How to Measure Shore Hardness with the PosiTector SHD

Referenced products:

DeFelsko's PosiTector SHD Shore Hardness Durometer is designed for testing the hardness of non-metallic materials such as soft rubbers, rigid plastics, and super soft gels. The PosiTector SHD features and easy-to-read digital display, internal memory, and a user-adjustable measurement timer with on-screen countdown.

What is Material Hardness?

Material Hardness is a measure of a material’s ability to withstand deformation such as bending, scratching, abrasion, or cutting. Measuring strength and durability is a crucial element of Quality Assurance and Quality Control. Often, a material is required to meet a specific standard of hardness—often determined by testing Shore Hardness.

Indentation hardness testers such as the PosiTector SHD Shore Hardness Durometer and the PosiTector BHI Barcol Hardness Impressor use a precisely-shaped tip, or indentor, connected to a calibrated spring, and measure how far the tip penetrates into the material. The greater the indentation, the softer the material.

What is Shore Hardness?

Over 100 years ago, Albert Ferdinand Shore invented the Shore durometer, which offered different scales for measuring the hardness of different materials such as thermoplastic elastomers, vulcanized (thermoset) rubber, elastomers, soft gels, and hard plastics. Testing Shore hardness is a quick way to determine how a material will behave against impact and abrasion. Shore D Hardness Durometers are also commonly used to establish whether a coating has cured sufficiently.

ASTM D2240—Standard Test Method for Rubber Property—Durometer Hardness, identifies twelve different durometer scales: Types A, B, C, D, DO, E, M, O, OO, OOO, OOO-S, and R. The different scales apply to materials with different properties.

Table detailing different Shore Scale types and their corresponding materials types

What is a Shore Hardness Durometer?

Photo of a stand-alone PosiTector SHD Shore Hardness Durometer
PosiTector SHD

A Shore Hardness Durometer is an instrument consisting of a precisely machined indentor, calibrated spring, pressor foot, and a display (analog or digital) used to measure the hardness of a material. When the indentor is forced into a material, under specified conditions, a Shore hardness value is determined by the inverse of how far the indentor was able to penetrate.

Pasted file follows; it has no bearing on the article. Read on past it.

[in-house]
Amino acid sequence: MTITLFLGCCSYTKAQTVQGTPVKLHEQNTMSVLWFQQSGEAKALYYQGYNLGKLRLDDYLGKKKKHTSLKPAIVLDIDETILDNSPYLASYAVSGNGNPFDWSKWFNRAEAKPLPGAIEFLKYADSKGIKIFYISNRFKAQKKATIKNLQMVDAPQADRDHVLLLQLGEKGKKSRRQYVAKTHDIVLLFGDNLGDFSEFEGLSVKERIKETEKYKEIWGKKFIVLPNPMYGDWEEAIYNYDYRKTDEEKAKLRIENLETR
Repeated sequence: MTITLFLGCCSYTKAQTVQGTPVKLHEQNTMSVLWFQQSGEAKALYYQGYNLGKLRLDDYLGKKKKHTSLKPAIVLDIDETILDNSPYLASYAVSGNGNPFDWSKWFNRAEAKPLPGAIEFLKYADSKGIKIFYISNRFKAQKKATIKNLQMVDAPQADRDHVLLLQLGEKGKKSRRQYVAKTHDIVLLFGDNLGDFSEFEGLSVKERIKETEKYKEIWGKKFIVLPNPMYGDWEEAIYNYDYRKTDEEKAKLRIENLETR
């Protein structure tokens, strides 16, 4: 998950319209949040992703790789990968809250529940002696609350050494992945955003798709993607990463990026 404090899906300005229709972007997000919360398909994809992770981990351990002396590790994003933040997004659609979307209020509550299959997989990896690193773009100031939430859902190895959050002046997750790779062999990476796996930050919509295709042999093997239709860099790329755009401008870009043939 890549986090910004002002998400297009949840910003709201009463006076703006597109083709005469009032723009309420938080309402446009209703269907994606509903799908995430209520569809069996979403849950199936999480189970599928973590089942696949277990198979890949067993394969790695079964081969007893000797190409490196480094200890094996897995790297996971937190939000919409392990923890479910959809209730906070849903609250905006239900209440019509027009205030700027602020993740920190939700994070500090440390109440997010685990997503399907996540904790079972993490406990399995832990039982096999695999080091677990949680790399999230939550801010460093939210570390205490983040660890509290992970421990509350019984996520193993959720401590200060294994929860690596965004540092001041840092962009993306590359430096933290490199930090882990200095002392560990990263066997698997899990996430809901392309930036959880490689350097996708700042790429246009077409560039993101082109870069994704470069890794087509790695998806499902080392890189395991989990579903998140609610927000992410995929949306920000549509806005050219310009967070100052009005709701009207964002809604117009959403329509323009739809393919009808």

The two most common scales for measuring shore hardness are Shore A and Shore D. They have slightly different measurement configurations—each with a different indentor shape and different spring loads.

  • Type A: Per ASTM D2240, the Shore A indentor is a hardened steel rod with a 35° angle truncated cone used for testing the hardness of softer materials such as flexible mold rubbers and other soft polymers.
    *See the PosiTector SHD A
  • Type D: Per ASTM D2240, the Shore D indentor is a hardened steel rod with a 30° angle conical point that is used to test the hardness of hard, highly resistive materials such as thick vinyl and rubbers.
    *See the PosiTector SHD D

Shore Hardness is best measured with a hand-held electronic instrument, like the PosiTector SHD. A simple, easy-to-read digital display takes the guess-work out of analog scales.  It has internal memory and free desktop software that help to make reporting easy. HiLo alarms, Statistics mode, and Auto Ignore mode also make quality control easier than ever.

How is Shore Hardness measured?

The digital PosiTector SHD Shore Hardness Durometer is a hand-held hardness tester built to minimize the chance of operator error. These instructions are written for the PosiTector SHD but can be used with any hand-held (manual) Shore hardness durometer.

Step 1: Identify a Test Location

The Shore hardness durometer should be used on a hard, firm surface. If the material is thin or otherwise likely to deform, place it on a firm surface for the duration of the test.

The measurement points should be at least 6mm (0.24”) apart.

Step 2: Take a Measurement

Press the probe down firmly onto the material to be measured until the indentor foot is in full, flat contact with the surface and hold steady. The test timer will begin counting down. When the timer reaches 0s, the gage will beep twice and display the measurement value.